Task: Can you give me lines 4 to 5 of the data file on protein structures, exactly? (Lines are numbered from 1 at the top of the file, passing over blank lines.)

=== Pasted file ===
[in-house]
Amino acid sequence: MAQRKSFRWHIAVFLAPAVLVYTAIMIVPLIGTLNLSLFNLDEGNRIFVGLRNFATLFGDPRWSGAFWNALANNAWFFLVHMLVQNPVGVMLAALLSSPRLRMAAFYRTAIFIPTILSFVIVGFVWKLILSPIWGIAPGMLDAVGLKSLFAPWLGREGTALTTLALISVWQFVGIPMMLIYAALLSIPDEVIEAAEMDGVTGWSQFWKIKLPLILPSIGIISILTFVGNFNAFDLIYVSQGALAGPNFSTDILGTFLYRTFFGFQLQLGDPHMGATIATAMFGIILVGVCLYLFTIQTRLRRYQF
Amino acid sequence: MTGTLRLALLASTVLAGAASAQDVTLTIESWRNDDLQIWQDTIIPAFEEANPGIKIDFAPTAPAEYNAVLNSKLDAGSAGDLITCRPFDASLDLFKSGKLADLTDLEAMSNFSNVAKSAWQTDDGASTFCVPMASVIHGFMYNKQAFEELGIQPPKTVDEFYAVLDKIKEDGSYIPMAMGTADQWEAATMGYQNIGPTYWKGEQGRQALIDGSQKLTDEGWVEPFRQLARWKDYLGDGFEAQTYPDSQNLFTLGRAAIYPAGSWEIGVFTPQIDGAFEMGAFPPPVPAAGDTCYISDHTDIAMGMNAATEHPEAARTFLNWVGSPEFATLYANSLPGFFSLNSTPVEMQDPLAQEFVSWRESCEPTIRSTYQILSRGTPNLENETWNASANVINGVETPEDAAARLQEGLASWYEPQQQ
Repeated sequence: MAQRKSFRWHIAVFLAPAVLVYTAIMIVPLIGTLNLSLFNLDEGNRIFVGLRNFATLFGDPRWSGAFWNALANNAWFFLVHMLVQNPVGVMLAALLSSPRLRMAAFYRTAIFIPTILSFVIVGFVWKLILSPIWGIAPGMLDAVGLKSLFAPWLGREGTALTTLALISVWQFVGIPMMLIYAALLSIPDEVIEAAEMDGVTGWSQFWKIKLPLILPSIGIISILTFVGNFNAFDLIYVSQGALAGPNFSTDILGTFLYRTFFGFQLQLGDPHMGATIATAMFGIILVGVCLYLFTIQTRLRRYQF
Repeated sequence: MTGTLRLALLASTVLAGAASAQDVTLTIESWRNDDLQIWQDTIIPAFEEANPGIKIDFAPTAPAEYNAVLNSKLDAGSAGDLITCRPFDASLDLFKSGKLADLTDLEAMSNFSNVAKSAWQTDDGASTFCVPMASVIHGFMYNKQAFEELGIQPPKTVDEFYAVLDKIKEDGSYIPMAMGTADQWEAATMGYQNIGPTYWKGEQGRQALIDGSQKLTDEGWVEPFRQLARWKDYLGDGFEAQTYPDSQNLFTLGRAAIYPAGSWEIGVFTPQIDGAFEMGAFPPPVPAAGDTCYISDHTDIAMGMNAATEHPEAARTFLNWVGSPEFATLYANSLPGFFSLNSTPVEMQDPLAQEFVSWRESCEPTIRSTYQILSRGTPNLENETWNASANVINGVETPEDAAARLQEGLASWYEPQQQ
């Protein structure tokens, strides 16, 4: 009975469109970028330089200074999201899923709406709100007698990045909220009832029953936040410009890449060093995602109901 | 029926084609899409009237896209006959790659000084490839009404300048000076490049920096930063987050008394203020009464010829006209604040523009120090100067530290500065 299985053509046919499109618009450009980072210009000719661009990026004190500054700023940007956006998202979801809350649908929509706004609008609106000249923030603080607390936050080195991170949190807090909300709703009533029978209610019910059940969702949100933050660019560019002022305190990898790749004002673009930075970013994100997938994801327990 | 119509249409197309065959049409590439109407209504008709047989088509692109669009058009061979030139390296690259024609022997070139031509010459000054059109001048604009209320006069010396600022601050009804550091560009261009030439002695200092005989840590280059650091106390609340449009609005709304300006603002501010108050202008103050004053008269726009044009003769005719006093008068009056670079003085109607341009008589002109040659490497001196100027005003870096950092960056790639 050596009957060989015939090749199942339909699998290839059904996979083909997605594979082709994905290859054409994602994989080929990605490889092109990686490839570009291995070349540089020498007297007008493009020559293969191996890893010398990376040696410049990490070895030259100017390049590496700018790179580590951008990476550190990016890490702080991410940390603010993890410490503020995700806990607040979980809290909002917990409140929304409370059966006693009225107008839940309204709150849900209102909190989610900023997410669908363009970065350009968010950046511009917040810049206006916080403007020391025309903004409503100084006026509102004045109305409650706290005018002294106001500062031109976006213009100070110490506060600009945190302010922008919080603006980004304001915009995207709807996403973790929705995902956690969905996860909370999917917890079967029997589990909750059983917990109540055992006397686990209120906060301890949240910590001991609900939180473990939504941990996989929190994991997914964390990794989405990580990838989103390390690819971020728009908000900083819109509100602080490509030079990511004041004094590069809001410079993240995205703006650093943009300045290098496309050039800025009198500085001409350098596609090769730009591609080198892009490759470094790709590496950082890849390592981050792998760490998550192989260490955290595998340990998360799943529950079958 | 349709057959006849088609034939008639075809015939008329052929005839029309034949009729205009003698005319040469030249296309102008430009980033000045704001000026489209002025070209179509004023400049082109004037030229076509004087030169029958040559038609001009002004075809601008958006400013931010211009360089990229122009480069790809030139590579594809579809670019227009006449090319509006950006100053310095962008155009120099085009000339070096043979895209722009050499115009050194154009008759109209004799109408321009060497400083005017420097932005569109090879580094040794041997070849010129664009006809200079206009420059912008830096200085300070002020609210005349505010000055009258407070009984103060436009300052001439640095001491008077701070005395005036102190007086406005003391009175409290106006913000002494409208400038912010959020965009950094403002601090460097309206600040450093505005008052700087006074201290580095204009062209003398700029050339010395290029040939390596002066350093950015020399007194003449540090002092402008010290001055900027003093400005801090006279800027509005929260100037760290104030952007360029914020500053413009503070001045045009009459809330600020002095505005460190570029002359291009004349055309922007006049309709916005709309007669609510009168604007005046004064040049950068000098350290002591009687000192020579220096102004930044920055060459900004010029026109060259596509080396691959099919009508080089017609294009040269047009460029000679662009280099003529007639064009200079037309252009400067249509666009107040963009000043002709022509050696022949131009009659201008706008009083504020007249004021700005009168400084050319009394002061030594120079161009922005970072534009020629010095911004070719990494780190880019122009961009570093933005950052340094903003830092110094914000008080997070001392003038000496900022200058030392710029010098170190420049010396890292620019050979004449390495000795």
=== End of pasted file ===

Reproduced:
Repeated sequence: MAQRKSFRWHIAVFLAPAVLVYTAIMIVPLIGTLNLSLFNLDEGNRIFVGLRNFATLFGDPRWSGAFWNALANNAWFFLVHMLVQNPVGVMLAALLSSPRLRMAAFYRTAIFIPTILSFVIVGFVWKLILSPIWGIAPGMLDAVGLKSLFAPWLGREGTALTTLALISVWQFVGIPMMLIYAALLSIPDEVIEAAEMDGVTGWSQFWKIKLPLILPSIGIISILTFVGNFNAFDLIYVSQGALAGPNFSTDILGTFLYRTFFGFQLQLGDPHMGATIATAMFGIILVGVCLYLFTIQTRLRRYQF
Repeated sequence: MTGTLRLALLASTVLAGAASAQDVTLTIESWRNDDLQIWQDTIIPAFEEANPGIKIDFAPTAPAEYNAVLNSKLDAGSAGDLITCRPFDASLDLFKSGKLADLTDLEAMSNFSNVAKSAWQTDDGASTFCVPMASVIHGFMYNKQAFEELGIQPPKTVDEFYAVLDKIKEDGSYIPMAMGTADQWEAATMGYQNIGPTYWKGEQGRQALIDGSQKLTDEGWVEPFRQLARWKDYLGDGFEAQTYPDSQNLFTLGRAAIYPAGSWEIGVFTPQIDGAFEMGAFPPPVPAAGDTCYISDHTDIAMGMNAATEHPEAARTFLNWVGSPEFATLYANSLPGFFSLNSTPVEMQDPLAQEFVSWRESCEPTIRSTYQILSRGTPNLENETWNASANVINGVETPEDAAARLQEGLASWYEPQQQ